ii)   Before power under sub-section (1) of Section 438  of the Code is exercised, the Court must be satisfied that the applicant invoking the provision  has reason to believe that he is likely to be arrested  for a non-bailable offence and that belief must be  founded on reasonable grounds. Mere fear is not  belief, for which reason, it is not enough for the  applicant to show that he has some sort of vague  apprehension that some one is going to make an  accusation against him, in pursuance of which he  may be arrested. The grounds on which the belief of  the applicant is based that he may be arrested for a  non-bailable offence, must be capable of being  examined by the Court objectively. Specific events  and facts must be disclosed by the applicant in  order to enable the Court to judge of the reasonableness of his belief, the existence of which  is the sine qua non of the exercise of power  conferred by the Section.

iii)  The observations made in Balchand Jains case  (supra), regarding the nature of the power conferred  by Section 438 and regarding the question whether the conditions mentioned in Section 437 should be  read into Section 438 cannot be treated as conclusive on the point. There is no warrant for  reading into Section 438, the conditions subject to  which bail can be granted under Section 437(1) of  the Code and therefore, anticipatory bail cannot be  refused in respect of offences like criminal breach of  trust for the mere reason that the punishment provided for is imprisonment for life. Circumstances  may broadly justify the grant of bail in such cases  too, though of course, the Court is free to refuse anticipatory bail in any case if there is material  before it justifying such refusal.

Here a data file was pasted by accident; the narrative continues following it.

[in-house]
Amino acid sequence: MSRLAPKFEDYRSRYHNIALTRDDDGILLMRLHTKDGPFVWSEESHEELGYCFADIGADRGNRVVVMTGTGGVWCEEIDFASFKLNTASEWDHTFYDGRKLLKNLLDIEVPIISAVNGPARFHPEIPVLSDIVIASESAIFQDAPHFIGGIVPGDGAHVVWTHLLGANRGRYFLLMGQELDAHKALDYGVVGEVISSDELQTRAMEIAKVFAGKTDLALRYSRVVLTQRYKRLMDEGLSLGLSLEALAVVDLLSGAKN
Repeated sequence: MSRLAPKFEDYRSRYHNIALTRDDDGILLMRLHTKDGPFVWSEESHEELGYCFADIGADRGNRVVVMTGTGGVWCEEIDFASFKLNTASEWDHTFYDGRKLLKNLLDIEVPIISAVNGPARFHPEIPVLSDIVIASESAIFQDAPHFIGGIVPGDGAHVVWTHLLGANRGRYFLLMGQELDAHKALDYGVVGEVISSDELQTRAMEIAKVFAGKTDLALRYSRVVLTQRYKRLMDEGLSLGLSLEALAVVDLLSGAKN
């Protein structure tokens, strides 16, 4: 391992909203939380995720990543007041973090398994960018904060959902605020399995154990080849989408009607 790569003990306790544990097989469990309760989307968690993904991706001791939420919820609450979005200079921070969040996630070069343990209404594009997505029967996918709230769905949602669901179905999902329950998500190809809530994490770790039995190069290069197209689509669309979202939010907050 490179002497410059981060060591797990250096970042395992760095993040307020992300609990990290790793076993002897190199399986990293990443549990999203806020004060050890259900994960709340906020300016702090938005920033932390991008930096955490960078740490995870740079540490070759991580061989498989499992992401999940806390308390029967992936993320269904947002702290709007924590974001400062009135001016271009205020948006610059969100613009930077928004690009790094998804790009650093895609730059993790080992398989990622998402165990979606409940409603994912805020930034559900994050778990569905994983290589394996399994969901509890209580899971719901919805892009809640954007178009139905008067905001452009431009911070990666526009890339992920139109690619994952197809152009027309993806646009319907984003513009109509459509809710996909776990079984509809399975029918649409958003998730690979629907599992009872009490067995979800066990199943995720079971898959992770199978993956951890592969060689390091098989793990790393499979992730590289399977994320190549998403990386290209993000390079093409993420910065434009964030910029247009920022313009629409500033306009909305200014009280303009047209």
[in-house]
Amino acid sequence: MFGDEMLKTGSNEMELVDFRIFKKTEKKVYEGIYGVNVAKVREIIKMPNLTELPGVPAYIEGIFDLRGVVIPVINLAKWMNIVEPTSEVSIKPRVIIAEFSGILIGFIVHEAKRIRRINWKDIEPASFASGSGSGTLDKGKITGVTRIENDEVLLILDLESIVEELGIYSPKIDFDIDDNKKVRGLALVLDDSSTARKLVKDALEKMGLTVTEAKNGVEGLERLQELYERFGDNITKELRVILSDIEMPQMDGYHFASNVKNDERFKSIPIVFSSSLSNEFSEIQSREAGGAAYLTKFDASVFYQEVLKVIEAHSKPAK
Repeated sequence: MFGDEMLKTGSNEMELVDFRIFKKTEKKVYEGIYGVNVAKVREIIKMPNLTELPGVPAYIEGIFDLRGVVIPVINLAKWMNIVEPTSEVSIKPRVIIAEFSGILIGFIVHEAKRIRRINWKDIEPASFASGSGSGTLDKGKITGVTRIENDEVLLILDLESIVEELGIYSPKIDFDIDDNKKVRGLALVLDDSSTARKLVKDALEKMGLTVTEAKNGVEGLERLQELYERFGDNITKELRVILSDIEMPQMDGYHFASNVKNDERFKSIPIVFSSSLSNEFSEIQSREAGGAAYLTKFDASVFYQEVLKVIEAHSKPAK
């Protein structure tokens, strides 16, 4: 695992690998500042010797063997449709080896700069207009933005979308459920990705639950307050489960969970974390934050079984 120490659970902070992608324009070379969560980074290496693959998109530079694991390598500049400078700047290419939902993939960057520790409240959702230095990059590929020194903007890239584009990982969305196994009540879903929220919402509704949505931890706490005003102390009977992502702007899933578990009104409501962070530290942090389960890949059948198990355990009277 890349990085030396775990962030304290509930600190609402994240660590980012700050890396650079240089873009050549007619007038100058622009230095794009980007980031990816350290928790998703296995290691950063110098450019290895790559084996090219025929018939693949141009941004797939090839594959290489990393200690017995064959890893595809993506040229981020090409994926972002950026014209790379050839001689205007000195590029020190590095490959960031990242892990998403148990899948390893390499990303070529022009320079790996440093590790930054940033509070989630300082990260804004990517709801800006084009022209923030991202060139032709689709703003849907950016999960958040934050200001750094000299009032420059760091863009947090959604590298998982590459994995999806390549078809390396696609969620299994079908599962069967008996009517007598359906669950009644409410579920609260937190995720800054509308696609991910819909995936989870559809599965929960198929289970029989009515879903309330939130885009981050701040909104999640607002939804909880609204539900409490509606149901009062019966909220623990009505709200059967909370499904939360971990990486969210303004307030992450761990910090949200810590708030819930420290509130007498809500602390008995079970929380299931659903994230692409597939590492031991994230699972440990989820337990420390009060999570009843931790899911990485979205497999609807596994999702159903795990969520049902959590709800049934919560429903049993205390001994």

iv)   No blanket order of bail should be passed and the  Court which grants anticipatory bail must take care  to specify the offence or the offences in respect of  which alone the order will be effective. While  granting relief under Section 438(1) of the Code,  appropriate conditions can be imposed under Section 438(2) so as to ensure an uninterrupted  investigation. One such condition can even be that  in the event of the police making out a case of a likely discovery under Section 27 of the Evidence  Act, the person released on bail shall be liable to be  taken in police custody for facilitating the recovery.  Otherwise, such an order can become a charter of lawlessness and a weapon to stifle prompt investigation into offences which could not possibly be predicated when the order was passed.

v)    The filing of First Information Report (FIR) is not a condition precedent to the exercise of power under Section 438. The imminence of a likely arrest  founded on a reasonable belief can be shown to exist even if an FIR is not yet filed.

vi)   An anticipatory bail can be granted even after an FIR is filed so long as the applicant has not been arrested.

vii)  The provisions of Section 438 cannot be invoked after the arrest of the accused. After arrest, the accused must seek his remedy under Section 437 or Section 439 of the Code, if he wants to be released on bail in respect of the offence or offences for which he is arrested.